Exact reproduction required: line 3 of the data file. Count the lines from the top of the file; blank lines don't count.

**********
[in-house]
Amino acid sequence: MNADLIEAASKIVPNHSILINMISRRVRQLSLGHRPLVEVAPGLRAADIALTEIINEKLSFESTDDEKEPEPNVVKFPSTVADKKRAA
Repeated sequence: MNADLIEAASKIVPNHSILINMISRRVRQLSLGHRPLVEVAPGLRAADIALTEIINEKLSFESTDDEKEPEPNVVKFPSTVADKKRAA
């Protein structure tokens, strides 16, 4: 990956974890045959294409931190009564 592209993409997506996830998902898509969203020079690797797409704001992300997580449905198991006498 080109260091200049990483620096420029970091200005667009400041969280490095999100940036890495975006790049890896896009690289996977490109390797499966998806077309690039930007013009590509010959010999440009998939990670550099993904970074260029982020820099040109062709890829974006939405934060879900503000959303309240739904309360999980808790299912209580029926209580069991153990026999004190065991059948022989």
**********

Repeated sequence: MNADLIEAASKIVPNHSILINMISRRVRQLSLGHRPLVEVAPGLRAADIALTEIINEKLSFESTDDEKEPEPNVVKFPSTVADKKRAA